The High School Pathways initiative is also under development, with comprehensive engagements planned and piloting beginning in the 2019-2020 school year. The renewed High School Pathways model aims to ensure that high school students and their parents are better informed about and prepared for high school. Through the Pathways approach, we expect students will be more engaged in their learning, as each student’s pathway will be designed to emphasize their competencies and skills. We hope this approach will help improve student attendance and lead to fewer students dropping out. Communications and career planning tools are also being developed to make sure our students are better prepared for the world after completing high school.
Students are also made aware of the history and legacy of residential schools through Northern Studies 10, which is a mandatory requirement for students to graduate. Every year at the New to the North Educators Conference, new teachers are offered training to understand the complex and difficult history and legacy of the residential schools system in the Northwest Territories. We have made that same training available across the Government of the Northwest Territories and at the municipal level, and we have also had other Canadian jurisdictions participate.
Mr. Speaker, it is important that all teachers and students moving through the education system understand the impact residential schools had on generations of Northerners. Many of our students’ communities are still dealing with and healing from the effects residential schools had on individuals and families; the legacy is complex and very personal, and manifests in many ways. This is why we embedded the program into the education system. As Justice Murray Sinclair of the Truth and Reconciliation Commission stated, “There can be no reconciliation without education.”
One of the most successful initiatives of Education Renewal, Northern Distance Learning or NDL, has expanded to 11 communities this year. This program offers students access to academic level courses not regularly offered in their community school. Since 2015, 45 students have taken at least one course, and some as many as 10, through NDL, and have graduated. I cannot emphasize enough how delighted I am that students are able to graduate in their home communities, prepared to enter a postsecondary program of their choice.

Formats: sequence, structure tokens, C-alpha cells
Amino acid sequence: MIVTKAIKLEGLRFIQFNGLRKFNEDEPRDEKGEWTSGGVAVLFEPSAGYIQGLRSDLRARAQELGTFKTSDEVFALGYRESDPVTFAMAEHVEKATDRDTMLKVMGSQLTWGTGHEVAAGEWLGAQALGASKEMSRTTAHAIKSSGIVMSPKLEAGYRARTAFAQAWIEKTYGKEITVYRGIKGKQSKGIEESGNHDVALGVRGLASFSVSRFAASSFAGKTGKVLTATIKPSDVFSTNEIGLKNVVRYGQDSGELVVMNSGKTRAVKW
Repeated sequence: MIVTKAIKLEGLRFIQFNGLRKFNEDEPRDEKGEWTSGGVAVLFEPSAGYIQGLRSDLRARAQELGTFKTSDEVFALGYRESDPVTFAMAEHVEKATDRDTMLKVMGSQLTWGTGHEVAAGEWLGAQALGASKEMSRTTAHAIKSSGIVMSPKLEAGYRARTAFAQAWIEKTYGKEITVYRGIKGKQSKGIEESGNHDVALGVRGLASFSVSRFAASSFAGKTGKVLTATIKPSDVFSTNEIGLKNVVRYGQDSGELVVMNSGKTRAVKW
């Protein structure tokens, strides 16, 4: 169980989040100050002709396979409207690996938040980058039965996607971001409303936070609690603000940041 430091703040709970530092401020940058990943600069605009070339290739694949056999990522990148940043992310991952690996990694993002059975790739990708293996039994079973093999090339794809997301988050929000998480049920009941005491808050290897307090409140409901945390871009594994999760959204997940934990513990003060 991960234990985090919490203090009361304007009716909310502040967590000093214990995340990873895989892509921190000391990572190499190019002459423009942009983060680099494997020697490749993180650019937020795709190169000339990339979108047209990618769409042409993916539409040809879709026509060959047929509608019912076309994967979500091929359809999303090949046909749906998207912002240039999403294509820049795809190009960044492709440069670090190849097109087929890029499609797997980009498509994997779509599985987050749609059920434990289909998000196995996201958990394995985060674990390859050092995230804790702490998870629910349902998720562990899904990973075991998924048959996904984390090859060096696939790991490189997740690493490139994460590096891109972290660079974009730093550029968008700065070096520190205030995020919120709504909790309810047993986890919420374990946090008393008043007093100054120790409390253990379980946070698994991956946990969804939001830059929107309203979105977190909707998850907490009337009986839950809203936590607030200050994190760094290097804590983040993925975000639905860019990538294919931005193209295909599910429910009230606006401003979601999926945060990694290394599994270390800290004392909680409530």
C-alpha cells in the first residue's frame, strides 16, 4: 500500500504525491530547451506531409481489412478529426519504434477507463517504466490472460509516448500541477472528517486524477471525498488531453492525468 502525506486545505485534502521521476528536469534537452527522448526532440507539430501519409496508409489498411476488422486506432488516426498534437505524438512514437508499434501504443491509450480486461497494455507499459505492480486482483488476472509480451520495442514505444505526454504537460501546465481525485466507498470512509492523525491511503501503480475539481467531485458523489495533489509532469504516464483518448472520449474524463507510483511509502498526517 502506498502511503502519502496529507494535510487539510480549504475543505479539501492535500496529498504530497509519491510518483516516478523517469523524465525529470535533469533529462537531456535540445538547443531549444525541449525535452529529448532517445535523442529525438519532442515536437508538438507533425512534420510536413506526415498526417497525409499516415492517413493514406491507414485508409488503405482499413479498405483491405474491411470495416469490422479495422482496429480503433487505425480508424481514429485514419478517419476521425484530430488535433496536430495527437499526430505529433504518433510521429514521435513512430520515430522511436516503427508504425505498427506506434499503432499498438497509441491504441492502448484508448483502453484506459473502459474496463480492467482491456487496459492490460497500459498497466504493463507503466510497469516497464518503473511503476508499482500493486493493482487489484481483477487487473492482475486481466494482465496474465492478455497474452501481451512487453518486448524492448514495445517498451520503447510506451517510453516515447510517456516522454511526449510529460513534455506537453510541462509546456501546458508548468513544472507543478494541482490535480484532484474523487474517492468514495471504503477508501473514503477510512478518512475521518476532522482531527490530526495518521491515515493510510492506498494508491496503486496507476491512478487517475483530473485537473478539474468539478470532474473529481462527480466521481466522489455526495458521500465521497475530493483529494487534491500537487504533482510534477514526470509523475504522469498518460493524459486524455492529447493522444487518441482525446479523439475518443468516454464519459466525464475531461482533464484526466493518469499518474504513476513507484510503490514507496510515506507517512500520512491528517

Mr. Speaker, we are also taking steps to ensure the safety of students and staff. This is why we are revising the school funding framework to provide resources to ensure no less than two full-time teaching positions are allocated to each school. This change impacts our smallest schools in Sachs Harbour, Jean Marie River, Kakisa, Nahanni Butte, Wrigley and Wekweètı̀ which, up to now, have been allocated funding for one teacher position only. Although this may have been sufficient in the past, an increased focus on physical safety, mental health, and student and teacher supports has highlighted the need for this change.
In order to capture the successes and challenges of whole system change, beginning this year, the Department will be undertaking a formal evaluation of Education Renewal. The report will be released during the next fiscal year.
Mr. Speaker, there are tremendous changes taking place in education in the Northwest Territories. We have been describing Education Renewal as a holistic system shift. There is no single initiative that will provide the critical change required to meet the needs of 21st century learners and those that teach them; it is a sum of all the parts. Through all of these changes and initiatives, we are building a more responsive system to address the ongoing challenges of students dropping out of school, attendance, wellness, readiness, competency and opportunity. While we are certainly seeing some successes, I intend to make sure we continue to innovate and adapt to address the needs of our students and educators.
Ması, Mr. Speaker.